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Payments for Missed Breast Cancer: £5,000

March 9, 2011
Written by: , Filed in: Breast Imaging
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After a radiologist in Great Britain was found to have missed evidence of breast cancer in mammograms of 61 women, the National Health Service Litigation Authority—rather than a judge or jury—determined the women’s compensation.

The payments: £5,000 (5,000 British pounds) apiece, or, as of today’s exchange rate, about $8,084.

Letitia Newhouse says her breast cancer was missed during five separate checkups over a period of seven months, including two examinations by radiologist Glenn Kelly. She eventually had to have a mastectomy and chemotherapy. Her reaction, as reported by the Daily Mail newspaper:

This has changed my life, and the stress has been unbearable. It was never about the money, but £5,000 is an insult, a derogatory amount.

Dr. Kelly, former director of breast screening for East Lancashire Hospitals Trust, practiced at Accrington Victoria Hospital in Lancashire, in northwest England. He has been suspended from duty pending disciplinary proceedings and has not worked at the hospital since April 2009.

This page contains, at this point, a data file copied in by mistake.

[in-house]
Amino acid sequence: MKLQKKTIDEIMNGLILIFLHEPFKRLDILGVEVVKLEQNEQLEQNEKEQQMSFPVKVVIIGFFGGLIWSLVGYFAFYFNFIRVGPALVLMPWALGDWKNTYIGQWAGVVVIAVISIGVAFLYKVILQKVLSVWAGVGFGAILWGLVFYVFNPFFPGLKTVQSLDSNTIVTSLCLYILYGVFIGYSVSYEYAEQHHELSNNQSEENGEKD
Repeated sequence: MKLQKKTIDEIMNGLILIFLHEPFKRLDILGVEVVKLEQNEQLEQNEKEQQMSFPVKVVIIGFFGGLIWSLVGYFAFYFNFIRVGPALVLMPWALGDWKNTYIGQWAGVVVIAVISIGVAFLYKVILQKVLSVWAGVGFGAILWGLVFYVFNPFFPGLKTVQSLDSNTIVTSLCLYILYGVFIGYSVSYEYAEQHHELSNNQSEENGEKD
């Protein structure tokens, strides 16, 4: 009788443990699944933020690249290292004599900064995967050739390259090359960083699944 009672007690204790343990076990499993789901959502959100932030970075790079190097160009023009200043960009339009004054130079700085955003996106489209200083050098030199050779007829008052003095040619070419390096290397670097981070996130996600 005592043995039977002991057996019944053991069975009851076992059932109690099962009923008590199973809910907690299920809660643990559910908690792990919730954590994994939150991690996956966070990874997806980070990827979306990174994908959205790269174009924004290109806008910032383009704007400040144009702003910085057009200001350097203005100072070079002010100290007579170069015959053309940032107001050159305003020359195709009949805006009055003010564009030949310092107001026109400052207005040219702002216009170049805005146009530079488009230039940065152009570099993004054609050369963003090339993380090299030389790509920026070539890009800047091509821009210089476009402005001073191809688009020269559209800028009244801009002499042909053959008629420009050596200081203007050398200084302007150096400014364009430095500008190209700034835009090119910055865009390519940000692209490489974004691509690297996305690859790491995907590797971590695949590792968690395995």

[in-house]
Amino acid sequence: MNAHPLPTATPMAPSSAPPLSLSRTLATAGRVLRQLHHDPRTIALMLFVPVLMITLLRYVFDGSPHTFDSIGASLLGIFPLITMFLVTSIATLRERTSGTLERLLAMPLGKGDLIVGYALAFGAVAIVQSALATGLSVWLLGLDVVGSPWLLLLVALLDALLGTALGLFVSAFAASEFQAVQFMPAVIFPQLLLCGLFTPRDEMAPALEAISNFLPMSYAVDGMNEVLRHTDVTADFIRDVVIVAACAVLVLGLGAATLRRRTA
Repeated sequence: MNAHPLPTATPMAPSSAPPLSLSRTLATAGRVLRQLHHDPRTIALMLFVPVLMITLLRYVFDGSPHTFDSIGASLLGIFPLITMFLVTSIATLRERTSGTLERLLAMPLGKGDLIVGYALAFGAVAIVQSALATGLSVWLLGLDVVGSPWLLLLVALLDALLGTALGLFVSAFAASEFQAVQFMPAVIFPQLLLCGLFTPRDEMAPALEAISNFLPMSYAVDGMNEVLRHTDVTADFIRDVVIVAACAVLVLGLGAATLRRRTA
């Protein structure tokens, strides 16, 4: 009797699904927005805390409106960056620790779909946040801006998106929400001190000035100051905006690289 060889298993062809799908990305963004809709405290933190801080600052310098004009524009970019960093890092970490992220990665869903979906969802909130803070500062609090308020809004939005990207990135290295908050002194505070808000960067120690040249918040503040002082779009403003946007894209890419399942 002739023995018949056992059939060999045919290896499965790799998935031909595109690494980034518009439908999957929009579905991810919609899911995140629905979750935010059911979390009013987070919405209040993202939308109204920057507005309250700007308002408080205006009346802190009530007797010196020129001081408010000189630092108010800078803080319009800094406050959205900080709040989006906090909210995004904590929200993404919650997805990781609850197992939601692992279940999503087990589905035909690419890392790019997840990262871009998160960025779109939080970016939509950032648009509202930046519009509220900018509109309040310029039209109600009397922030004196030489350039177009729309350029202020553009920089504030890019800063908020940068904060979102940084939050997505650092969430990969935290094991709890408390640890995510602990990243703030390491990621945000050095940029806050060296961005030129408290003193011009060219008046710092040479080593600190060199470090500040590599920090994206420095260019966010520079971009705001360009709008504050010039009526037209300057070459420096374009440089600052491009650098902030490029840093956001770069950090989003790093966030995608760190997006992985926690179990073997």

According to the Lancashire Telegraph newspaper, however, he has continued to draw his pay of at least £94,911 a year (about $153,456) while the investigation proceeds.

The BBC reports that an independent report released in early February accused Dr. Kelly of incorrectly giving 61 women an all-clear report when in fact their mammograms showed evidence of cancer. The mistakes occurred from 2000 through early 2009.

The report said the radiologist had “routinely failed to carry out a full and complete assessment on significant numbers of his patients.” In fact, it said, 92 percent of his patients had not been assessed in accordance with national guidelines.

The doctor never performed an ultrasound after abnormalities were detected on mammograms, the report said. And he never became proficient in ultrasound-guided breast biopsies.

The report quoted “Dr. X,” as it called the radiologist in question, as saying the missed cancers were a “direct consequence of illness and stress,” which impaired his judgment and concentration.

Related seminar: Breast & Women’s Imaging Seminar (new release)

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